That post also promoted many of you to ask a couple questions: Do my employees need to work from home? And how do I help my staff work from home?
As for the first question ….
Do My Employees Need to Work from Home?
In some parts of the country (sorry Seattle and New York), absolutely. Elsewhere, maybe not. At least not yet. However, the odds are you eventually will. The virus is spreading exponentially. Which means if it’s not in your neck of the woods yet, it is probably arriving soon.
Our previous post noted how enabling staff to work remotely can increase productivity and morale. The Coronavirus epidemic provides another reason to consider this step: employees working from home makes it harder for the virus to spread.
To be clear, working from home will not prevent you or your colleagues from getting the disease. That is always a possibility. But it could delay you getting it. And that means more time for health professionals to understand the disease and develop treatments.
There’s another reality. In certain Coronavirus hotspots you may not have a choice. We may soon see local governments requiring companies to permit telecommuting. In New York, the Governor today created a containment area that closes locations where large groups of people gather. This may include office buildings.
Whether voluntary or not, your office may need to close. Which leads to the second question.
How Can You Help Your Staff Work from Home?
Enabling your staff to work from home takes some thought and planning. You can’t just send folks home and ask them to “get to work.”
Fortunately, remote work has become relatively common in 2020. That means there are best practices available. Finding them is just an online search away. To get you started, here is a Fast Company magazine article with some worthwhile ideas.
Enabling your staff to work from home just requires some common sense. And remembering you are an insurance agency.
- HIPAA still applies. Your employees will need to secure personal health information they have at home. They need to make sure screen savers are enabled.
- Computers are mandatory. It’s hard to work from home without a computer. And you probably don’t want to have people using their home computer to store files. Of course, if they’re using cloud-based platforms like NextAgency, that’s not an issue. The key is to avoid having business (and PHI) stored on home computers.
- Keep connections secure. Make sure your team uses a reputable VPN. These can be used to enable colleagues to access your office servers. But even if you’re entirely in the cloud, a VPN can assure that communications are more provide. NordVPN is a good option, but there are others.
- Keep in touch. You may be working in different places, but you’re still a team. You need to continue to act like one. Agree on a video conference tool you’ll all use (e.g., Zoom or Skype, both of which are easy to use and have free versions). Hold regular web staff meetings to stay connected. And use these tools to reach out whenever you’d otherwise drop by their office.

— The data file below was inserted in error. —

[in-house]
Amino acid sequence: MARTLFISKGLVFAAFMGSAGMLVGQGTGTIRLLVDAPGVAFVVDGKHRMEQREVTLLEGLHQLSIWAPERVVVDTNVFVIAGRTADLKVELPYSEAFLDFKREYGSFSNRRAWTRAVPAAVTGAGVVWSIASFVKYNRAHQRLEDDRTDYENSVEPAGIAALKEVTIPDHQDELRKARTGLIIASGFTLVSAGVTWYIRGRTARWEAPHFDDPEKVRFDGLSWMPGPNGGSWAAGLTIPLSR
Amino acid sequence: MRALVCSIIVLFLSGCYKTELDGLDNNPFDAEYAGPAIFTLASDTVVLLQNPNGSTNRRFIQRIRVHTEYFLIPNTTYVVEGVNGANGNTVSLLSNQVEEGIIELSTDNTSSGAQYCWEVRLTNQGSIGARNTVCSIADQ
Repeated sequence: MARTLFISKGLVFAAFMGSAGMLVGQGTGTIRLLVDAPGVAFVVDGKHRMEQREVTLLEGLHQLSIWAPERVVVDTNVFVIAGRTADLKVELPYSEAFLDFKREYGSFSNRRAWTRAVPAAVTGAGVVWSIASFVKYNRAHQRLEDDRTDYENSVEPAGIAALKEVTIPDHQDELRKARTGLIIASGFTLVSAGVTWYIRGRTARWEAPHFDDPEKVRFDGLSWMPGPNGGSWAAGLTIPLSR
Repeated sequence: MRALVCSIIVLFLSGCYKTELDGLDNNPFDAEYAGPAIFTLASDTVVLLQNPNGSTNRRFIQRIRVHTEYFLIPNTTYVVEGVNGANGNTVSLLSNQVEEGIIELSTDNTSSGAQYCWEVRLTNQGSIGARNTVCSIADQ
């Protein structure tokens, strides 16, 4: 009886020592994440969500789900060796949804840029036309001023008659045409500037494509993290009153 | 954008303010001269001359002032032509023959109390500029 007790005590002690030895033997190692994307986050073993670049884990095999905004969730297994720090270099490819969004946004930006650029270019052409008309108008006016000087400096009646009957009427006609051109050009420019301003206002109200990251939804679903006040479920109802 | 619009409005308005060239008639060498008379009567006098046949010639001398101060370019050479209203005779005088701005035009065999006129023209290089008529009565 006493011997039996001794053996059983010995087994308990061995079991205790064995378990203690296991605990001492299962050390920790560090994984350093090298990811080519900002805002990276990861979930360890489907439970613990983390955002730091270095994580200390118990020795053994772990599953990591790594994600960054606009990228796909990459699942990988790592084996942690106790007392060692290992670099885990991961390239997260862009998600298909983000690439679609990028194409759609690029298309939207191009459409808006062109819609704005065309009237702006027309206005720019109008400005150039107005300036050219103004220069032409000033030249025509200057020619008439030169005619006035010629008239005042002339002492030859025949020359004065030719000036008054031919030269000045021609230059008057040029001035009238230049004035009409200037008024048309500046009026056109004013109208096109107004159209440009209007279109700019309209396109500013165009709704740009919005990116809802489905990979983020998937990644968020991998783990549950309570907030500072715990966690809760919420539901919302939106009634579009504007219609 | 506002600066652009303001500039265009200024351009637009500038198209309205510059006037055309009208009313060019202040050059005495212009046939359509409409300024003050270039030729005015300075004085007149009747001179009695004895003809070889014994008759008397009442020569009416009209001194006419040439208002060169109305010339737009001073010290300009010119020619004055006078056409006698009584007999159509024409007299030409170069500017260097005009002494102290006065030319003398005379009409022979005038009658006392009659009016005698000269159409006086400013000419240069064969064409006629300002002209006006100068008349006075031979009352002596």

- Enable secure access to information. This is where a modern, cloud-based agency management system like NextAgency comes in. NextAgency keeps all your data and forms handy. They enable you to assign and monitor tasks and client activity. You can upload your commissions, run reports to analyze your business, and even launch marketing campaigns. All from your home.
Make Your Office Safer, Too
Maybe thinking about remote work is premature for your situation. That doesn’t mean you should ignore what’s happening. You’re probably washing your hands more often than you have before. Pay attention to workplace hygiene, too. The Centers for Disease Control provides advice on keeping your office safe.
In addition, be sure to regularly clean shared surfaces. This includes copy machines, scanners, fax machines, and even the microwave in your breakroom.
This Wired magazine article describes how to clean your cell phone. It covers how to safely clean your computer, too. These methods apply to other office machines as well.
Keep up to date on the Coronavirus. Don’t, however, succumb to despair or panic. The Coronavirus epidemic is not a hoax. It is also not the apocalypse. There are simple, common sense steps you can take to protect yourself, your colleagues and your family. Take them.
You will hear a lot of nonsense, but there are resources that can help you separate facts from myths, too. For example, this information from the World Health Organization.
As insurance agencies we’re used to thinking about risk. This, however, is usually in the context of risks faced by our clients. Now is the time to prepare against the risks your business faces as well.
Here’s an interesting trend. Businesses large and small are encouraging employees to work from home. Reports show remote workers are as or more productive than those who working every day in an office. And their morale improves, as well. And these results happen whether employees work remotely all the time or just a day or two a week.
Enabling your team to work from home requires the right technology. Video conference tools like Zoom or Skype are critical. As important: a powerful, modern agency management system like NextAgency.
With NextAgency your office is wherever you have an internet connection. Need to see the latest notes about a client? It’s there. Same for carrier information and forms. Want to track a colleagues progress on an important task? It’s right there.
With NextAgency you can launch a newsletter, reach out to renewing groups, analyze sales and manage commissions wherever you are.
Learn more about how NextAgency can help your life or health agency at one of our weekly webinars. During the demonstrations you’ll see how NextAgency can save you time, money and clients.
You’ll discover how to sign-up for our no-risk 14-day free trial and receive a code to save 25% on our already affordable license fees.*
NextAgency helps you more effectively and efficiently run your business. We can also enable you increase staff productivity and morale by giving them the flexibility to work wherever they are.
*25% savings promotion in effect at time this email was sent. It is a limited time offer, subject to change.
This email was originally sent on 3/2/20